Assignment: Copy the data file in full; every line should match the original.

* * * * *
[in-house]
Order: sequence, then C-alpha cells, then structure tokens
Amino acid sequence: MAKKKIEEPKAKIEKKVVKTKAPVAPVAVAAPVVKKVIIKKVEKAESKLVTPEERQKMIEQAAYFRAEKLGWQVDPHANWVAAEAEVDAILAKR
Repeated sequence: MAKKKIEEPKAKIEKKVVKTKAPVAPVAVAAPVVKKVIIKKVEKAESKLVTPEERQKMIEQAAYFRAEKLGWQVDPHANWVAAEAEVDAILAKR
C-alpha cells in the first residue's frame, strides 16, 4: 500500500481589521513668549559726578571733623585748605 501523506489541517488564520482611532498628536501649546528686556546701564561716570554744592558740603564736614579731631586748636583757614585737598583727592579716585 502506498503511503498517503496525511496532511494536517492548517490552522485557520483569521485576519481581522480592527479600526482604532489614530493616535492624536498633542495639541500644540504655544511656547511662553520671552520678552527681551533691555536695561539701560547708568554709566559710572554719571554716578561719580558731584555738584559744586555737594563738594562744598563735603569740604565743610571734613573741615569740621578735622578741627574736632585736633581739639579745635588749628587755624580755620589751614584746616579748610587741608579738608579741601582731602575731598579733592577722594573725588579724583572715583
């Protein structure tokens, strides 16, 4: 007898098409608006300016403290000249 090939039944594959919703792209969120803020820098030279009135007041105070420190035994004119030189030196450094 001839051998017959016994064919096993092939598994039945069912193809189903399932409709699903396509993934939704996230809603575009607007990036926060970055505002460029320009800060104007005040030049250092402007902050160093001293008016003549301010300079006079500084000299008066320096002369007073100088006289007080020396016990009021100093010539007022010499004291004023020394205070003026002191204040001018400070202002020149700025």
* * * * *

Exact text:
[in-house]
Order: sequence, then C-alpha cells, then structure tokens
Amino acid sequence: MAKKKIEEPKAKIEKKVVKTKAPVAPVAVAAPVVKKVIIKKVEKAESKLVTPEERQKMIEQAAYFRAEKLGWQVDPHANWVAAEAEVDAILAKR
Repeated sequence: MAKKKIEEPKAKIEKKVVKTKAPVAPVAVAAPVVKKVIIKKVEKAESKLVTPEERQKMIEQAAYFRAEKLGWQVDPHANWVAAEAEVDAILAKR
C-alpha cells in the first residue's frame, strides 16, 4: 500500500481589521513668549559726578571733623585748605 501523506489541517488564520482611532498628536501649546528686556546701564561716570554744592558740603564736614579731631586748636583757614585737598583727592579716585 502506498503511503498517503496525511496532511494536517492548517490552522485557520483569521485576519481581522480592527479600526482604532489614530493616535492624536498633542495639541500644540504655544511656547511662553520671552520678552527681551533691555536695561539701560547708568554709566559710572554719571554716578561719580558731584555738584559744586555737594563738594562744598563735603569740604565743610571734613573741615569740621578735622578741627574736632585736633581739639579745635588749628587755624580755620589751614584746616579748610587741608579738608579741601582731602575731598579733592577722594573725588579724583572715583
């Protein structure tokens, strides 16, 4: 007898098409608006300016403290000249 090939039944594959919703792209969120803020820098030279009135007041105070420190035994004119030189030196450094 001839051998017959016994064919096993092939598994039945069912193809189903399932409709699903396509993934939704996230809603575009607007990036926060970055505002460029320009800060104007005040030049250092402007902050160093001293008016003549301010300079006079500084000299008066320096002369007073100088006289007080020396016990009021100093010539007022010499004291004023020394205070003026002191204040001018400070202002020149700025």